Anne Marie Liles

Auburn University, Auburn, Alabama, United States

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Publications (10)9.05 Total impact

  • Anne Marie Liles
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    ABSTRACT: The kidney plays a major role in pharmacokinetics and pharmacodynamics of drugs; therefore, medication errors can result from failure to properly adjust medications in patients with CKD. It is the responsibility of all health-care providers to work collectively when reviewing medications, initiating new medications, and adjusting doses of current medications. Awareness of appropriate dosing recommendations can significantly decrease medication error–associated morbidity, mortality, and cost.
    Advances in Chronic Kidney Disease 07/2014; 21(4):349–354. DOI:10.1053/j.ackd.2014.03.014 · 1.94 Impact Factor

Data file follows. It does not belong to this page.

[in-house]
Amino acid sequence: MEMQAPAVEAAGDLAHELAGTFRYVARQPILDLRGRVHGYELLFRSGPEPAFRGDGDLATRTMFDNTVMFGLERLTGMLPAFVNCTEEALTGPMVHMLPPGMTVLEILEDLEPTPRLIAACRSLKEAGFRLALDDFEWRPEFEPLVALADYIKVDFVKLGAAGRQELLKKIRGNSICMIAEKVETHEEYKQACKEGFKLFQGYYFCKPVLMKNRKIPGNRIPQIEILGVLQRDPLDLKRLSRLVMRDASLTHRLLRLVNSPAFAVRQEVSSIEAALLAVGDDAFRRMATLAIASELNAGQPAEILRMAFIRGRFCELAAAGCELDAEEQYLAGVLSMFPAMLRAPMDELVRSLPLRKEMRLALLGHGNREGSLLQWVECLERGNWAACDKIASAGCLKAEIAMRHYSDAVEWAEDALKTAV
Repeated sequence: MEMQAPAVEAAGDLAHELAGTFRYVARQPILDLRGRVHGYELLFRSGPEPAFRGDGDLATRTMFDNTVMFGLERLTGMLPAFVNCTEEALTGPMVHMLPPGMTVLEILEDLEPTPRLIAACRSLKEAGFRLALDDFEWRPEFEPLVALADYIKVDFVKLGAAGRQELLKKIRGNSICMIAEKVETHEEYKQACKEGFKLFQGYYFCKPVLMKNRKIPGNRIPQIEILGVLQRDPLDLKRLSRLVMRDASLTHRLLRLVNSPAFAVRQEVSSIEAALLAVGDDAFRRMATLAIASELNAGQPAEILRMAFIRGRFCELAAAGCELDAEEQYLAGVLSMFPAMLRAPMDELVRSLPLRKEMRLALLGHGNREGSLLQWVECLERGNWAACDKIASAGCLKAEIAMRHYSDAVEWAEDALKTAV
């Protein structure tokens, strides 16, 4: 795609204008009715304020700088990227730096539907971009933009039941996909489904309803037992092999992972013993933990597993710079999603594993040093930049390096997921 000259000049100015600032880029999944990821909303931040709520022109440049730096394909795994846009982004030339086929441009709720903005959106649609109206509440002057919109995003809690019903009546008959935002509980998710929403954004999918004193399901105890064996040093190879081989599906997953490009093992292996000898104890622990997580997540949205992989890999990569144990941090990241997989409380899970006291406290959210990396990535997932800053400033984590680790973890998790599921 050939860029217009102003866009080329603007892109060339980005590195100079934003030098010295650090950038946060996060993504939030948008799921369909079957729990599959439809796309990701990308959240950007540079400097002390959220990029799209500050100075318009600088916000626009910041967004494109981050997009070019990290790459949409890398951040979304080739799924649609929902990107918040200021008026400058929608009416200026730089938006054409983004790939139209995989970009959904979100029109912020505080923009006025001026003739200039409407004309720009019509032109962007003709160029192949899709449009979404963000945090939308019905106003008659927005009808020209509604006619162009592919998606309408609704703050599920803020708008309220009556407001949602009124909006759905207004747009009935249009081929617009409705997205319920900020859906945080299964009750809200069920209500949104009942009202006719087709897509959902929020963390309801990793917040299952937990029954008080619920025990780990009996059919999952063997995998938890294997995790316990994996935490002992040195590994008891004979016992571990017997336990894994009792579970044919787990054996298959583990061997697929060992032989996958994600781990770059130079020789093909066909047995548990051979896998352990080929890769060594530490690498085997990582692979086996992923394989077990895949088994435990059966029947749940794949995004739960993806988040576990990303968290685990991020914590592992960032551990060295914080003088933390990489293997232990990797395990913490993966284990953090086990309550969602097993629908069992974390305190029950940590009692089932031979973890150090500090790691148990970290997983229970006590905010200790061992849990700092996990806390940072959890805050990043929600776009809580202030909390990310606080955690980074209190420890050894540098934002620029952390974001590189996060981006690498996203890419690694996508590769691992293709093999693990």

• Kim Zuber, Anne Marie Liles, Jane Davis
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    ABSTRACT: Appropriate dosage adjustments for patients with chronic kidney disease (CKD) are critical for patient safety. This article reviews adjustments for common antidiabetic, antibiotic, analgesic, and antithrombotic medications, as well as important patient teaching information for over-the-counter (OTC) medications.
    JAAPA: official journal of the American Academy of Physician Assistants 10/2013; 26(10):19-25. DOI:10.1097/01.JAA.0000435257.26357.a8